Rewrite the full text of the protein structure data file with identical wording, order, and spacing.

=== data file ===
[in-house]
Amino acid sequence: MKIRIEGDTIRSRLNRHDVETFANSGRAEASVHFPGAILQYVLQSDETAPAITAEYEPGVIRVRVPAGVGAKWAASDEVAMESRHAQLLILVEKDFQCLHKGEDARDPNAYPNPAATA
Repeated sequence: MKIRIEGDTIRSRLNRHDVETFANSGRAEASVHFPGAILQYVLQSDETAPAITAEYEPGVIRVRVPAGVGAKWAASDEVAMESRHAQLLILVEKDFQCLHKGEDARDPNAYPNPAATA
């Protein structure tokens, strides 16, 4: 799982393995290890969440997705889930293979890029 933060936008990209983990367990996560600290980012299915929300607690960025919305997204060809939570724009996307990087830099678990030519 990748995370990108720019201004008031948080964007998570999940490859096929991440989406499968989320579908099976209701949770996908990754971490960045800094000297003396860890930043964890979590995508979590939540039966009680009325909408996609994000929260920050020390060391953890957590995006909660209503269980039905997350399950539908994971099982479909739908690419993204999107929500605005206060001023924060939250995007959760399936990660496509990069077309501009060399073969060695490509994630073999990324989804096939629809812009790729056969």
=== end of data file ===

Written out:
[in-house]
Amino acid sequence: MKIRIEGDTIRSRLNRHDVETFANSGRAEASVHFPGAILQYVLQSDETAPAITAEYEPGVIRVRVPAGVGAKWAASDEVAMESRHAQLLILVEKDFQCLHKGEDARDPNAYPNPAATA
Repeated sequence: MKIRIEGDTIRSRLNRHDVETFANSGRAEASVHFPGAILQYVLQSDETAPAITAEYEPGVIRVRVPAGVGAKWAASDEVAMESRHAQLLILVEKDFQCLHKGEDARDPNAYPNPAATA
């Protein structure tokens, strides 16, 4: 799982393995290890969440997705889930293979890029 933060936008990209983990367990996560600290980012299915929300607690960025919305997204060809939570724009996307990087830099678990030519 990748995370990108720019201004008031948080964007998570999940490859096929991440989406499968989320579908099976209701949770996908990754971490960045800094000297003396860890930043964890979590995508979590939540039966009680009325909408996609994000929260920050020390060391953890957590995006909660209503269980039905997350399950539908994971099982479909739908690419993204999107929500605005206060001023924060939250995007959760399936990660496509990069077309501009060399073969060695490509994630073999990324989804096939629809812009790729056969």